From the kids in Grass Valley who helped us build our extraordinary longline exhibit for the California Academy of Science to the fishermen who helped us hang it, Sharktoberfest 2010 was a fantastic success for our healthy ocean and our sharks.
A special thanks to ‘Sherman’s Lagoon’ creator Jim Toomey who flew in for the weekend to help us get our creative juices flowing at the Farallones Marine Sanctuary at Crissy Field in San Francisco. And a very special thanks also goes to Ryan Thomas whose artistic talent went far to thrill the kids and adults alike with his face paintings of sharks. And now, our hard work is starting to pay off, with State Bill AB376 in the works, California may become the first state to ban sharkfin products!
The rest of the country may have moved on to other things, but for the people in the Gulf, the Deepwater Horizon Disaster is still something that affects their lives every single day. Watch our friends Al Walker & Terry Palmisano as they tour the still oiled bays of the Mississippi Delta.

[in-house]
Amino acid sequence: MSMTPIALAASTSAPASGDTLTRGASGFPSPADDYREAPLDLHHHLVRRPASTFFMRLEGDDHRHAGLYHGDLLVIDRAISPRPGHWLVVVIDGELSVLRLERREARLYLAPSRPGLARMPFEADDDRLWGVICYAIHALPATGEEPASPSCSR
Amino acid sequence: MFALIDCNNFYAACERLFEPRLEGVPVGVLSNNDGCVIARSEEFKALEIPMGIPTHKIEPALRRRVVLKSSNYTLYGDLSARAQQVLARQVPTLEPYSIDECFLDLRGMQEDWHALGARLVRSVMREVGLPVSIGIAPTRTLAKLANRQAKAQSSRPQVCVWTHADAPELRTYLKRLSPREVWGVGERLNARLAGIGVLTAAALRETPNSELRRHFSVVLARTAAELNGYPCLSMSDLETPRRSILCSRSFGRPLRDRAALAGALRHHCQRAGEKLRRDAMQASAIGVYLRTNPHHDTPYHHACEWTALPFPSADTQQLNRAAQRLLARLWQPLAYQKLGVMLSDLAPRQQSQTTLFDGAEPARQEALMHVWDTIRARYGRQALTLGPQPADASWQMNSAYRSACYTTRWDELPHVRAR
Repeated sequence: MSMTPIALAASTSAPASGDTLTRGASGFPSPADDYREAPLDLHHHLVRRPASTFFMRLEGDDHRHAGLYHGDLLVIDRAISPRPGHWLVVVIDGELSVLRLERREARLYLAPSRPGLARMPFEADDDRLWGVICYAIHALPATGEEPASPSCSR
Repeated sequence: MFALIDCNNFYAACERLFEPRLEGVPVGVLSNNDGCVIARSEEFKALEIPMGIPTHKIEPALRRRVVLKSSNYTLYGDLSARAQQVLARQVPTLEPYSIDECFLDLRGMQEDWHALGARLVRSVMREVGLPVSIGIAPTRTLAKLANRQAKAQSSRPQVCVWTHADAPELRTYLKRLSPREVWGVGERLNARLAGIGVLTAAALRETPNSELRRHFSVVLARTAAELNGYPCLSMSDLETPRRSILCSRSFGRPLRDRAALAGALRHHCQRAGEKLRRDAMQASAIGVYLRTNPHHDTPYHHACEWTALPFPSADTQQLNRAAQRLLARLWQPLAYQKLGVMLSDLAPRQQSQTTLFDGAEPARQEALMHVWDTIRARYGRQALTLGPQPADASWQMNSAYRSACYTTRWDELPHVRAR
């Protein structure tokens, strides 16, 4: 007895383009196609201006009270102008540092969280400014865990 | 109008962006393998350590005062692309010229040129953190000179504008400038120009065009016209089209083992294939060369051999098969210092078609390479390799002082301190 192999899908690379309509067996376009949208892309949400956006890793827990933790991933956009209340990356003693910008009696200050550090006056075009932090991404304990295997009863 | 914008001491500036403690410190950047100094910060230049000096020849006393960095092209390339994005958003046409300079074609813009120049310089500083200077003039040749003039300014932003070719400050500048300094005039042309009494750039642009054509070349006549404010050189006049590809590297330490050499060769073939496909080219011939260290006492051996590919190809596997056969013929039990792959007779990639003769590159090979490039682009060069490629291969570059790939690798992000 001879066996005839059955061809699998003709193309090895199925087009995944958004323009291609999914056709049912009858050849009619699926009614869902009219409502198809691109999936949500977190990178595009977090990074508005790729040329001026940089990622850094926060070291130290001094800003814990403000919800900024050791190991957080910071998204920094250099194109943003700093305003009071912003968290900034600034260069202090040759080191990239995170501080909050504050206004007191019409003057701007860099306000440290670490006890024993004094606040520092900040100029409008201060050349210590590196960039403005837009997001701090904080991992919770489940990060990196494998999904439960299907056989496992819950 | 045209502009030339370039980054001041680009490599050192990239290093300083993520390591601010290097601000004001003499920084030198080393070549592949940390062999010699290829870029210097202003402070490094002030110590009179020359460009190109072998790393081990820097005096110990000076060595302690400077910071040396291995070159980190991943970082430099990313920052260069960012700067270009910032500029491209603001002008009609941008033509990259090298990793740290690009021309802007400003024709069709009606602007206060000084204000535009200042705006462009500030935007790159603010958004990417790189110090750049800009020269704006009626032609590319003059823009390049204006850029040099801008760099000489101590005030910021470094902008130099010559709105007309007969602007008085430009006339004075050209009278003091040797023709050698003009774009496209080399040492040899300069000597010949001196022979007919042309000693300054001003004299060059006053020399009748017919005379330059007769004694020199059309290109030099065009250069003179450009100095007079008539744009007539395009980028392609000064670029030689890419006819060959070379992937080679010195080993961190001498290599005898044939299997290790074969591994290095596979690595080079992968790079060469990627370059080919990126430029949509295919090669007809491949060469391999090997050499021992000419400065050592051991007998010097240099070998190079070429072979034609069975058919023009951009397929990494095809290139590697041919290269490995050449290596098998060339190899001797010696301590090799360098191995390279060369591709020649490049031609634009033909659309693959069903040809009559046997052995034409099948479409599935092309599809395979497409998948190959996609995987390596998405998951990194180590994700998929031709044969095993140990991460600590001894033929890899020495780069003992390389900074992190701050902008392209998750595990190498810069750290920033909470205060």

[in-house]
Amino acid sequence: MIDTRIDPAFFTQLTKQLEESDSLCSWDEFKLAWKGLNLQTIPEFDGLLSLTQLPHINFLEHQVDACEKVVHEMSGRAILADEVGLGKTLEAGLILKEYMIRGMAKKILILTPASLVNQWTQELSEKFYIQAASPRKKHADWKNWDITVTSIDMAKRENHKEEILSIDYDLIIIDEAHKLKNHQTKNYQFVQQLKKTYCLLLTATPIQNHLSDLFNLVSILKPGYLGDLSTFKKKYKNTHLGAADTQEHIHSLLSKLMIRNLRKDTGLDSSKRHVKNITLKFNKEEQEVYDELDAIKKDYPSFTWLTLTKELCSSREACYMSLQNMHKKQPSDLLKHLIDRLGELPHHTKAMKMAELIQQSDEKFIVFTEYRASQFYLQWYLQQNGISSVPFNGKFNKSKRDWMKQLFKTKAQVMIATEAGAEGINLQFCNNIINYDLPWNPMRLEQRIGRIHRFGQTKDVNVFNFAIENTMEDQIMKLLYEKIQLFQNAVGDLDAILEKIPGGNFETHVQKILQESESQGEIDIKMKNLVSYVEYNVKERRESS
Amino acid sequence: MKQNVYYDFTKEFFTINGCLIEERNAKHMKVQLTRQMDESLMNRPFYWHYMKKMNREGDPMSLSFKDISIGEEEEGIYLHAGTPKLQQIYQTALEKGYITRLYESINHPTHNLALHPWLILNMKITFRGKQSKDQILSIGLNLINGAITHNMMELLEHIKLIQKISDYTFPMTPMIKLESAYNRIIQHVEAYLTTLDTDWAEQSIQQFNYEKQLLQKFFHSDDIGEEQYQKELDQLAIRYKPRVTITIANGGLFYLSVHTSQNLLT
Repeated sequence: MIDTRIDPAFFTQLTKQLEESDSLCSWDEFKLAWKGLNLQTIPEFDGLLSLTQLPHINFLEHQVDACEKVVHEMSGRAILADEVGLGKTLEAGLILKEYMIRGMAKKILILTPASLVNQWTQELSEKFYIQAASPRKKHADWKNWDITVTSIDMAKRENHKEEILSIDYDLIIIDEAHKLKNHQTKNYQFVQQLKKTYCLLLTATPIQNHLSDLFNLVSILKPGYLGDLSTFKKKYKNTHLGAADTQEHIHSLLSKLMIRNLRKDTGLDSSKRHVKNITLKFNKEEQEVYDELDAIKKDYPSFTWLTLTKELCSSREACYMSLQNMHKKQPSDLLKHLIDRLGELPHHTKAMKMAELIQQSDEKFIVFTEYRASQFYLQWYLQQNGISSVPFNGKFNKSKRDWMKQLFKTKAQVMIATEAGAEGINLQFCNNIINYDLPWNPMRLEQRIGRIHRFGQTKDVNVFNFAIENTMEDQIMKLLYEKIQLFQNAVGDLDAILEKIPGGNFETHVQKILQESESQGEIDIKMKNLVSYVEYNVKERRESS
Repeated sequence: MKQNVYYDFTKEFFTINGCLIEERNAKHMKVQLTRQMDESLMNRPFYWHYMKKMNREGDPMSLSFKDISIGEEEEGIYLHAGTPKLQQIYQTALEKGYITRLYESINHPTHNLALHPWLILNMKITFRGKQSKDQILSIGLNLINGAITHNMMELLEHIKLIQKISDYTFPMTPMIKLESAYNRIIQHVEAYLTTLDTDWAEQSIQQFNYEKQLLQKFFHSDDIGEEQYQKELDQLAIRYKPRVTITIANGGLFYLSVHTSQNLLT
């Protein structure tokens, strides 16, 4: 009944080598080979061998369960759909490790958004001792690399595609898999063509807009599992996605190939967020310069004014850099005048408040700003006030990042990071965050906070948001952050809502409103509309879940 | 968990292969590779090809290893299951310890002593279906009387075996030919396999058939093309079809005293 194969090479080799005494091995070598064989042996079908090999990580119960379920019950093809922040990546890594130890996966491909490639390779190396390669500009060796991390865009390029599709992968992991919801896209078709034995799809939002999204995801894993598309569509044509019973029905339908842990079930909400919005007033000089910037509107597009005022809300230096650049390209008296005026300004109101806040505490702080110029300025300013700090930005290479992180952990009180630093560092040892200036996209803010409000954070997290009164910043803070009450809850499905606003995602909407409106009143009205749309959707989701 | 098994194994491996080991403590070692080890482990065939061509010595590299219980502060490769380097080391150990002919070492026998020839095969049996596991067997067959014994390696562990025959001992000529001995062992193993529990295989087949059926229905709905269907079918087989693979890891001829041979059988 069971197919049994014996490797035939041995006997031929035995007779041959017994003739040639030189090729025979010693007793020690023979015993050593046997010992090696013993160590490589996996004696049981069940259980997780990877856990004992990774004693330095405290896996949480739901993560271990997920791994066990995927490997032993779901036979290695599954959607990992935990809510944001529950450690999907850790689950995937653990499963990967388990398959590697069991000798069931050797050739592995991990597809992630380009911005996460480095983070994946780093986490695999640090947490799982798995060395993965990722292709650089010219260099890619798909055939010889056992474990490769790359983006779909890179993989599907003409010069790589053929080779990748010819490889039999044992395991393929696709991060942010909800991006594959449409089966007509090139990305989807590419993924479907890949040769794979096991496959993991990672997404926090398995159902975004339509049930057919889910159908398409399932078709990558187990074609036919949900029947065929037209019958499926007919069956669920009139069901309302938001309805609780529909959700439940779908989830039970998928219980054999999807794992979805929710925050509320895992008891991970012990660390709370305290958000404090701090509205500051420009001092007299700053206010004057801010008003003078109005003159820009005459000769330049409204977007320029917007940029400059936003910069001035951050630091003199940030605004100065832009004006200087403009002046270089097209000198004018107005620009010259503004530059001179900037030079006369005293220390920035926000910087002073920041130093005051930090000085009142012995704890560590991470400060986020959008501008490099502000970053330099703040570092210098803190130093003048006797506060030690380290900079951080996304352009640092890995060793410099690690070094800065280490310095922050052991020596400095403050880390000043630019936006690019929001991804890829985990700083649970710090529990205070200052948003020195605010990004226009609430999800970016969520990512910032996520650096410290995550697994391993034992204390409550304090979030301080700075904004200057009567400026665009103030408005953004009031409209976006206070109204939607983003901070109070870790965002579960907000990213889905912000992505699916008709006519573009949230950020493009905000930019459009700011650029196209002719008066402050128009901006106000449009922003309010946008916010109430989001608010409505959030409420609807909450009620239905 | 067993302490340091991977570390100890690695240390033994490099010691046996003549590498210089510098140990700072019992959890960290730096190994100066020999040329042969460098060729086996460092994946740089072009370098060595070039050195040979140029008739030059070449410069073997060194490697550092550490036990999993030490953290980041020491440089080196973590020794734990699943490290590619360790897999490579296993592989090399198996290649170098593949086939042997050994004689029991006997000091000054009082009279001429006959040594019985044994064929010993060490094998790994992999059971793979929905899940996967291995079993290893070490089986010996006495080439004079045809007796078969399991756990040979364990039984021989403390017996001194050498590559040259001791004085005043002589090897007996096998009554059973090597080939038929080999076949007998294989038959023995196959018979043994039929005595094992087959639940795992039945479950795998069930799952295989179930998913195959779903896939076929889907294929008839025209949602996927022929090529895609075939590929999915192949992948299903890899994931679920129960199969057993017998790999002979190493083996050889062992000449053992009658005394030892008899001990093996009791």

Showing lots of SHARK LOVE on Valentine’s Day, Assemblymen Jared Huffman and Paul Fong announce California Bill 276 to take measures to close the loopholes in our laws, hopefully ending California’s contribution to the shark fin trade. But the debate is heating up. Shall we preserve our traditions or preserve our ocean, and thus our planet?
The epic herring spawn on the Bay this weekend was hard to miss. Sea lions, birds and even ladybugs were out in force to feed on the herring and their highly sought after eggs. The fishing season is now closed, as the quotas were filled early. This will allow even more time for the herring to regain a healthy footing in the Bay. It’s a living sign of hope that even with an oil spill such as the Costco Busan, an ecosystem can rebound if protected and given a chance. Whether or not recovery is possible with mega-gushers such as the Deepwater Horizon Disaster in the Gulf of Mexico, remains to be seen. We can only hope that this epic spawning event in San Francisco is not an anomaly and that is the beginning of the rebounding of a healthy herring population here in the Bay.
Video by Deb Castellana